The tender, elegant microgreens are almost as delicate as sprouts, but they have the pronounced flavor of the mature greens. The difference between sprouts and microgreens is that the sprouts are just seeds, germinated in a greenhouse environment, usually with no soil, and eaten whole, the seed, root, and the top; while microgreens are juvenile plants with one or two pairs of true leaves already developed, grown in soil; only the green top is eaten, the roots are cut off and go to compost for the next cycle. According to the Mount Tam Microgreens leaflet, many microgreens have four to six times the vitamin content of the mature plants of the same varieties. A good reason to eat them, besides their wonderful flavor, tender bite, and beauty.


I’ve been experimenting with microgreens on my own. I have micro-beets and micro-sunflowers coming up in the next few days. However, this whole bowl was $20 – this is probably less than I paid just for my seeds – and it’s LOTS OF GREENS! Sometimes it pays to have people who know what they are doing to do it for you 🙂

The instructions leaflet tells you to thin aggressively. This is the first thing I did after getting the bowl home – I thinned aggressively, and had a chiabatta sandwich with prosciutto, gruyere, home-made mayonnaise, and mini-greens. The bowl looks like nothing happened. I’ll thin aggressively tomorrow again.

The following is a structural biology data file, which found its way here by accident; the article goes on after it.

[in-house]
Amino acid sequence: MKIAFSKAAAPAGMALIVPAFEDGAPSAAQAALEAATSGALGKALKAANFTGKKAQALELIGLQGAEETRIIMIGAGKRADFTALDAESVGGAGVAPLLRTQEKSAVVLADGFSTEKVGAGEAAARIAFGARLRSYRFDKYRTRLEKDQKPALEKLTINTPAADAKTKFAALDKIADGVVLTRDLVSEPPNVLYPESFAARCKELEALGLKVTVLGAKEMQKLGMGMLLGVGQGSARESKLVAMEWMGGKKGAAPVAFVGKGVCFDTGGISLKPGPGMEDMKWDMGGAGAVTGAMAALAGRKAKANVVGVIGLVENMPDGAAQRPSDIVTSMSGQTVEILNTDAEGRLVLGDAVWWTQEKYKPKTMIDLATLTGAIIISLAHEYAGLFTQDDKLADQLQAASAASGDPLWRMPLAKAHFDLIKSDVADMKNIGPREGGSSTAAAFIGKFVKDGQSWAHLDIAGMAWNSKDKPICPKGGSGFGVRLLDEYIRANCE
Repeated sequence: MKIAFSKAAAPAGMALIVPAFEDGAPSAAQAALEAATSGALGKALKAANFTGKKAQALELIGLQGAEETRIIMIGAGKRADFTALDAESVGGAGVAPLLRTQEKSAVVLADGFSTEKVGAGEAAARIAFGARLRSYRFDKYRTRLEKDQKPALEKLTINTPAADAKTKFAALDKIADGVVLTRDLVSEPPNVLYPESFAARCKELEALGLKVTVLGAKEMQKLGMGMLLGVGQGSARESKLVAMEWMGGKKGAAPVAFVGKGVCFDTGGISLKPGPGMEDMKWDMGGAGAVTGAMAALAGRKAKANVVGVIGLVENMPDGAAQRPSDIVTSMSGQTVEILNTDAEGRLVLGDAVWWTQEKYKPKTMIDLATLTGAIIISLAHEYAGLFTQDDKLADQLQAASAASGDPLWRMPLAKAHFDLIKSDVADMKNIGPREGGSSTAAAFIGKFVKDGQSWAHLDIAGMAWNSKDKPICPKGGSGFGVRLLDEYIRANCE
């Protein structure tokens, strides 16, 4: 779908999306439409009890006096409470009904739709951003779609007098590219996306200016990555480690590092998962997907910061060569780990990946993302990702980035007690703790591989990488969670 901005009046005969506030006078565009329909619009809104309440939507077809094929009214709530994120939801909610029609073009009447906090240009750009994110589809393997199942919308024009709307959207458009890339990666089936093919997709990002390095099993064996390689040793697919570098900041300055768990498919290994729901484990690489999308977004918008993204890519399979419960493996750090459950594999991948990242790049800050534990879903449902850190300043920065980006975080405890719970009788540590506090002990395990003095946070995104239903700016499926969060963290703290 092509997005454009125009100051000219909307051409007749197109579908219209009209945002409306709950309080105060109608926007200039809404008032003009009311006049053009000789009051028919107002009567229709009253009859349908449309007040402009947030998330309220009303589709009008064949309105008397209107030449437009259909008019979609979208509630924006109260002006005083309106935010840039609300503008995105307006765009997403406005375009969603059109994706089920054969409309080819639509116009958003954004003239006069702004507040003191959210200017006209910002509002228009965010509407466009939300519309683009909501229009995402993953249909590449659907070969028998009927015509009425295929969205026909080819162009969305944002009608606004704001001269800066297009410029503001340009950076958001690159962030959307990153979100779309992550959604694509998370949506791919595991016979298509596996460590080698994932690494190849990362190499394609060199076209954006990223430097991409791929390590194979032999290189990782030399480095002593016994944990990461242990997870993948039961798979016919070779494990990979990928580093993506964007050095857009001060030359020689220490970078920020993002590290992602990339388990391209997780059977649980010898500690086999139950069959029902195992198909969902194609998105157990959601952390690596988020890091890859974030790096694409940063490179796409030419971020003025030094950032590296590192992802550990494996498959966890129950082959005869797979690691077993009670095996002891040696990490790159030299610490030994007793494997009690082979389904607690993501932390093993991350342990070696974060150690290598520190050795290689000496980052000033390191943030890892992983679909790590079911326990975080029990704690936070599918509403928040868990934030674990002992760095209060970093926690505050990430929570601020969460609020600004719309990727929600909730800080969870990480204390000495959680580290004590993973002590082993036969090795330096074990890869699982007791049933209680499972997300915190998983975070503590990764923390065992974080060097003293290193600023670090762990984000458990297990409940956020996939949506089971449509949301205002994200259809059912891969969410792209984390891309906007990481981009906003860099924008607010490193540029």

The microgreens are not just for sandwiches, use them to garnish soups, meat, fish, and vegetable dishes; they can be used in most recipes to replace either sprouts, or mature greens. An example, my signature roasted beets and baby arugula salad, made with microgreens:

Beet salad
Serves 6
6 medium beets, mixed colors, with root and 1 inch of the greens on
1 medium red onion, thinly sliced
2 Tbsp sherry vinegar
Salt, pepper
Dash of truffle oil (optional)
4 Tbsp olive oil
10 oz mixed microgreens